Epigenetics of Mental Health

Seeing that yesterday was World Mental Health Day, we are investigating the fascinating subject of how our genes affect our mental health to celebrate. 

As when it comes to anything pertaining ones’ personality and behaviour, we all know that our genetics and environment play a hand-in-hand role. Certain gene variants increase the risk of developing mental health disorders, just as circumstances in our lives do. But these intertwining factors determining our mental health go one step further, with the help of epigenetics.

Epigenetics is a genetic response to our environment, regulating the way the existing genes are expressed depending on environmental stressors. This occurs by attaching ‘bits’ such as methyl groups to our DNA, changing chromatin accessibility and modifying histones. The genetic blueprint that creates ‘you’ can be read in different ways. 

The epigenome in the brain works to maintain cell identity during environmental turmoil and adapting the brain systems to make it all function in the right way. No significant DNA methylation differences between ‘normal’ brains have been reported, but researchers have found characteristic epigenetic organisation in four brain regions that are linked to psychiatric traits. Interestingly or maybe unsurprisingly, the patterns of methylation were most different in neurons in the brain region crucial for regulating our emotional, motivation, reward and pleasure processing. 

Epigenetic changes can be positive or negative; with healthy, supportive relationships, nutritional food and good health, we can protect particularly the young from developing mental illness later in life. However, this also obviously goes the other way. Studies have shown that children who grew up in orphanages were more likely to develop anxiety in their life. 16 year olds who had experienced trauma in their life were more likely to experience psychosis by up to three times. 

Different environmental triggers, particularly during early development (even before birth), have different impacts on the epigenome – mostly modifications to DNA methylation which turns genes ‘on’ or ‘off’. When we look at depression (or really most mental health disorders), the relating epigenetic changes are thought to be triggered by severe stress especially in early childhood. This changes expression in genes involved in nervous system hyperactivity, processes of neuroplasticity, neurodegeneration and stress response. This results in a long-term vulnerability in the brain region involved in emotion and self-preservation.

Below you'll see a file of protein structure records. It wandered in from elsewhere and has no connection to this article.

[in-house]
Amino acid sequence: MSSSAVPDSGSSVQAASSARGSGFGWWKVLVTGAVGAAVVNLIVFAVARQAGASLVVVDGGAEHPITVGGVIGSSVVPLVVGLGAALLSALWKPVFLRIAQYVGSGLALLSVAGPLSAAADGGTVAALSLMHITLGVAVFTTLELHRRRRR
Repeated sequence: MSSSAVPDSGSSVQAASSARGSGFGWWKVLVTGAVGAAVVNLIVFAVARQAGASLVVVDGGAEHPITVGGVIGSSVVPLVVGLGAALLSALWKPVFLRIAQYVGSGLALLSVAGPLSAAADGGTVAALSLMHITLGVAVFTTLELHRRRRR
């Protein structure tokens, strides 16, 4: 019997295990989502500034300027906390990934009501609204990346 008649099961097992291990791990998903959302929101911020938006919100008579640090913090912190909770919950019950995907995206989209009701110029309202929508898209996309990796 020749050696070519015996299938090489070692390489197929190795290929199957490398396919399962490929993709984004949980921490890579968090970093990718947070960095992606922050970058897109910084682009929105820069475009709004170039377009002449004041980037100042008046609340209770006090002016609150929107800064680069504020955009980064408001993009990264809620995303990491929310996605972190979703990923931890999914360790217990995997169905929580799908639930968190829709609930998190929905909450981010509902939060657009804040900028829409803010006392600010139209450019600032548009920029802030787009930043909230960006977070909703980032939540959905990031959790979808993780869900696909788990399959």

Another intriguing sub-topic here is how epigenetics and the predisposition for mental illness is transgenerational. Your ancestors’ stresses may have an impact on your mental health because epigenetics can be inherited (an interesting one is children of Holocaust survivors). A study that used mice to investigate how the trauma experienced by the father influenced stress phenotypes in mice offspring showed that increased anxious-related phenotypes were found up to 3 generations down the line.

Neglect, mistreatment or any other early childhood stress favours the expression of certain genes which increase risk – not cause – of developing mental disorders. That could be later on in life or in future generations. The increasing research on the topic has also resulted in potential epigenetic treatments for mental illness.


Neuronal brain-region-specific DNA methylation and chromatin accessibility are associated with neuropsychiatric trait heritability – Rizzardi et al.


Epigenetic Mechanisms in the Neurodevelopmental Theory of Depression – Talarowska


Paternal transgenerational epigenetic mechanisms mediating stress phenotypes of offspring – Cunningham et al.


The potential role of epigenetic drugs in the treatment of anxiety disorders – Peedicayil


Prenatal stress effects on offspring brain and behaviour: Mediators, alterations and dysregulated epigenetic mechanisms – Haq et al.


Epigenetic transmission of Holocaust Trauma: can nightmares be inherited? – Kellermann


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